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Hum Mol Genet. 2015 Apr 15;24(8):2201-17. doi: 10.1093/hmg/ddu739. Epub 2014 Dec 30.

Prenatal exposure to maternal smoking and offspring DNA methylation across the lifecourse: findings from the Avon Longitudinal Study of Parents and Children (ALSPAC).

Author information

1
MRC Integrative Epidemiology Unit (IEU), School of Social and Community Medicine, University of Bristol, Bristol BS8 2BN, UK and.
2
MRC Integrative Epidemiology Unit (IEU), School of Social and Community Medicine, University of Bristol, Bristol BS8 2BN, UK and Institute of Genetic Medicine, Newcastle University, Newcastle upon Tyne NE1 3BZ, UK caroline.relton@bristol.ac.uk.

Abstract

Maternal smoking during pregnancy has been found to influence newborn DNA methylation in genes involved in fundamental developmental processes. It is pertinent to understand the degree to which the offspring methylome is sensitive to the intensity and duration of prenatal smoking. An investigation of the persistence of offspring methylation associated with maternal smoking and the relative roles of the intrauterine and postnatal environment is also warranted. In the Avon Longitudinal Study of Parents and Children, we investigated associations between prenatal exposure to maternal smoking and offspring DNA methylation at multiple time points in approximately 800 mother-offspring pairs. In cord blood, methylation at 15 CpG sites in seven gene regions (AHRR, MYO1G, GFI1, CYP1A1, CNTNAP2, KLF13 and ATP9A) was associated with maternal smoking, and a dose-dependent response was observed in relation to smoking duration and intensity. Longitudinal analysis of blood DNA methylation in serial samples at birth, age 7 and 17 years demonstrated that some CpG sites showed reversibility of methylation (GFI1, KLF13 and ATP9A), whereas others showed persistently perturbed patterns (AHRR, MYO1G, CYP1A1 and CNTNAP2). Of those showing persistence, we explored the effect of postnatal smoke exposure and found that the major contribution to altered methylation was attributed to a critical window of in utero exposure. A comparison of paternal and maternal smoking and offspring methylation showed consistently stronger maternal associations, providing further evidence for causal intrauterine mechanisms. These findings emphasize the sensitivity of the methylome to maternal smoking during early development and the long-term impact of such exposure.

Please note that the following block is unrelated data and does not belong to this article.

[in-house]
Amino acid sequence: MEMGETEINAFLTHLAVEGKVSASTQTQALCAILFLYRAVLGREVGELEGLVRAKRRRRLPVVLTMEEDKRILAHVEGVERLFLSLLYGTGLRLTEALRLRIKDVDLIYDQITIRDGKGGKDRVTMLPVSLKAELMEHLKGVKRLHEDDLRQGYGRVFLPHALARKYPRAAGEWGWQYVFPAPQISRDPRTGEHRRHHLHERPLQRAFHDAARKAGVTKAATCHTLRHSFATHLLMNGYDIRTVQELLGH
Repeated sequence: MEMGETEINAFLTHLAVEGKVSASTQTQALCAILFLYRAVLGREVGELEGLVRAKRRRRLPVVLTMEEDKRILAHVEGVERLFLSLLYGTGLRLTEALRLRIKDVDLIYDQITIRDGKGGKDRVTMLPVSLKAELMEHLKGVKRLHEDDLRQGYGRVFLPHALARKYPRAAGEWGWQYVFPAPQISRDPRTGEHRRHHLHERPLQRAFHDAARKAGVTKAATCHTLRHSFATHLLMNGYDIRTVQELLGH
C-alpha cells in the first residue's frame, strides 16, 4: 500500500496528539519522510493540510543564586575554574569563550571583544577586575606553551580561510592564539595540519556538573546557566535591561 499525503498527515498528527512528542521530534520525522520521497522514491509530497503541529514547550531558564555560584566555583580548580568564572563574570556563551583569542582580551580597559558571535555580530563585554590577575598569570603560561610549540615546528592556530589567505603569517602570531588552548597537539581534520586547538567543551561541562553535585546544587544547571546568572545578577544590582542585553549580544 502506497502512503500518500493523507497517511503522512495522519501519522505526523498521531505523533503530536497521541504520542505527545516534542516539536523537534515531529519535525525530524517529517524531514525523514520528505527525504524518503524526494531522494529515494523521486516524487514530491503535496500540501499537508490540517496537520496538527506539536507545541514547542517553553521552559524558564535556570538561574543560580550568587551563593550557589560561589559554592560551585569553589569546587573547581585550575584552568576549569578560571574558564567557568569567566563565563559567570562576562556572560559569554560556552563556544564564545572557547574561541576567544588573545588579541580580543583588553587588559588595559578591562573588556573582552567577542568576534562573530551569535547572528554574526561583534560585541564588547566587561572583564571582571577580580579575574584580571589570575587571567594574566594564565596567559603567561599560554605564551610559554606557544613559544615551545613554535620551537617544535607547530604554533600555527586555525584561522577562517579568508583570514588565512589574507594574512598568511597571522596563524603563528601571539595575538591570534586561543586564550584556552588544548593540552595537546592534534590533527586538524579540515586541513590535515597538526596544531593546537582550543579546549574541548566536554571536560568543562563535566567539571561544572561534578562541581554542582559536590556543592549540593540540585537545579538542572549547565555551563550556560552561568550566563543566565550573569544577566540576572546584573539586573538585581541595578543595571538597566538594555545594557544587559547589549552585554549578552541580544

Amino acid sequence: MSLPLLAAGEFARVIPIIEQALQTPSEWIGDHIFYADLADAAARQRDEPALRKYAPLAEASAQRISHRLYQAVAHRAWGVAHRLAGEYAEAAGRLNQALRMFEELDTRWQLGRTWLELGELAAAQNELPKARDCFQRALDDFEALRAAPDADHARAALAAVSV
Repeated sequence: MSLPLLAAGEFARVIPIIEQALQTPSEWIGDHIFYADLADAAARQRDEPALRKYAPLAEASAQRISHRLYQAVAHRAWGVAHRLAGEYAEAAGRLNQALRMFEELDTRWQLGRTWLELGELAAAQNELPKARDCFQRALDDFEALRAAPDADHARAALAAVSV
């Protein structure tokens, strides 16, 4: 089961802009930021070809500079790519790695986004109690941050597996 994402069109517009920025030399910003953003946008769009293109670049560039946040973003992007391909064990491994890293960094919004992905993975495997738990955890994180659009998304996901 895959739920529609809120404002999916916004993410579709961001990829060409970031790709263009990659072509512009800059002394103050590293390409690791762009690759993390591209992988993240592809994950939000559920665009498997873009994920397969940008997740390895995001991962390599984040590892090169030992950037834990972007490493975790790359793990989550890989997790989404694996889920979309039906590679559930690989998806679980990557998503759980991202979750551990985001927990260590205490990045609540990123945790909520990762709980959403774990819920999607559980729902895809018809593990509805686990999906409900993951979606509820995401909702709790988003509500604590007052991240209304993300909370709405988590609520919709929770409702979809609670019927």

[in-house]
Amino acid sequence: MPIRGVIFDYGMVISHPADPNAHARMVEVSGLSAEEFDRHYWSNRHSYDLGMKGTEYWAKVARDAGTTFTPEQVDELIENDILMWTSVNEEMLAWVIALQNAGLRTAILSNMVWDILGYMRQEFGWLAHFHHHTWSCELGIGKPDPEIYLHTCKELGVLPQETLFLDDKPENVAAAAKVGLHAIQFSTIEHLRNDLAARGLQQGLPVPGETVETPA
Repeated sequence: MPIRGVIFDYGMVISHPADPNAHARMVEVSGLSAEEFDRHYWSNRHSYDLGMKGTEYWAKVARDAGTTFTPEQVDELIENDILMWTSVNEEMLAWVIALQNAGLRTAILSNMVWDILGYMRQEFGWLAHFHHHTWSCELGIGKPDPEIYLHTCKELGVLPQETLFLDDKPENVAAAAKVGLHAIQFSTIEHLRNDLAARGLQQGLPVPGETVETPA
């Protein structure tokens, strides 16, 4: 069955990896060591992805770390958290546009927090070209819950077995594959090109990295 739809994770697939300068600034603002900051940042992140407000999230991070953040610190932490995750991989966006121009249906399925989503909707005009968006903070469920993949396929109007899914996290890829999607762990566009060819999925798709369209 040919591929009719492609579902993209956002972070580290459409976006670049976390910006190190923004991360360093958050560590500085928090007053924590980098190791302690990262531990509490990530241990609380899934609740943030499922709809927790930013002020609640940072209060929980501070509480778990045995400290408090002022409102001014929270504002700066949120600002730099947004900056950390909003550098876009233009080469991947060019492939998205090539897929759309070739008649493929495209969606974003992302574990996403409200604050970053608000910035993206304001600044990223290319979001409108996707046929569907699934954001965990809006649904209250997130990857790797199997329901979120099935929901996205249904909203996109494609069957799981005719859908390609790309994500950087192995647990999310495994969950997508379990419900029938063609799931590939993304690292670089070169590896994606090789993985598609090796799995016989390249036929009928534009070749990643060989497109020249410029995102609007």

PMID:
25552657
PMCID:
PMC4380069
DOI:
10.1093/hmg/ddu739
[Indexed for MEDLINE]
Free PMC Article

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